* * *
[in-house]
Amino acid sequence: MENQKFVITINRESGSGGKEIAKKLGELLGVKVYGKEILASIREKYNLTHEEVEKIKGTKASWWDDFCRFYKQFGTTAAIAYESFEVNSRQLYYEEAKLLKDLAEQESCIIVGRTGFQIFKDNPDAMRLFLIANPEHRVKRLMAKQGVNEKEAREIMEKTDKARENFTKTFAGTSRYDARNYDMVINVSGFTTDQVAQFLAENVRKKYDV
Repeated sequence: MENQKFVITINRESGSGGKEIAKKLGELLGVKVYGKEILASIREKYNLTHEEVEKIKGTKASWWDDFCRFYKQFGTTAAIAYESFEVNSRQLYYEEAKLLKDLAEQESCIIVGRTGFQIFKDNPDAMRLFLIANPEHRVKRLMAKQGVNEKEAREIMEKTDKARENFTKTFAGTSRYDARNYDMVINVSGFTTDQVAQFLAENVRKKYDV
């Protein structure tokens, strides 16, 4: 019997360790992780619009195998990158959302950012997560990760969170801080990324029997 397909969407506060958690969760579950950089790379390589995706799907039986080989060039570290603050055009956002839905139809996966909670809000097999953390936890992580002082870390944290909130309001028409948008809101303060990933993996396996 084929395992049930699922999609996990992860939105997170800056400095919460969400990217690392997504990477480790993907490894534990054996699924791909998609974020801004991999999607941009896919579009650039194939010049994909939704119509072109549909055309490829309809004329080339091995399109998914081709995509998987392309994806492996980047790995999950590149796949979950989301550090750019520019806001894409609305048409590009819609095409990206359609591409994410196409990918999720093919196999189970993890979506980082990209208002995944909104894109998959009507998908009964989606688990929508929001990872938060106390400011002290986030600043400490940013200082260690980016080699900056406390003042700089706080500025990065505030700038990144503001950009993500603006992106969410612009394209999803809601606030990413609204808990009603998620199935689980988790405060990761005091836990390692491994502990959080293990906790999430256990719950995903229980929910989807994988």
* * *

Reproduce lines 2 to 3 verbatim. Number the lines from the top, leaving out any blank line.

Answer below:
Amino acid sequence: MENQKFVITINRESGSGGKEIAKKLGELLGVKVYGKEILASIREKYNLTHEEVEKIKGTKASWWDDFCRFYKQFGTTAAIAYESFEVNSRQLYYEEAKLLKDLAEQESCIIVGRTGFQIFKDNPDAMRLFLIANPEHRVKRLMAKQGVNEKEAREIMEKTDKARENFTKTFAGTSRYDARNYDMVINVSGFTTDQVAQFLAENVRKKYDV
Repeated sequence: MENQKFVITINRESGSGGKEIAKKLGELLGVKVYGKEILASIREKYNLTHEEVEKIKGTKASWWDDFCRFYKQFGTTAAIAYESFEVNSRQLYYEEAKLLKDLAEQESCIIVGRTGFQIFKDNPDAMRLFLIANPEHRVKRLMAKQGVNEKEAREIMEKTDKARENFTKTFAGTSRYDARNYDMVINVSGFTTDQVAQFLAENVRKKYDV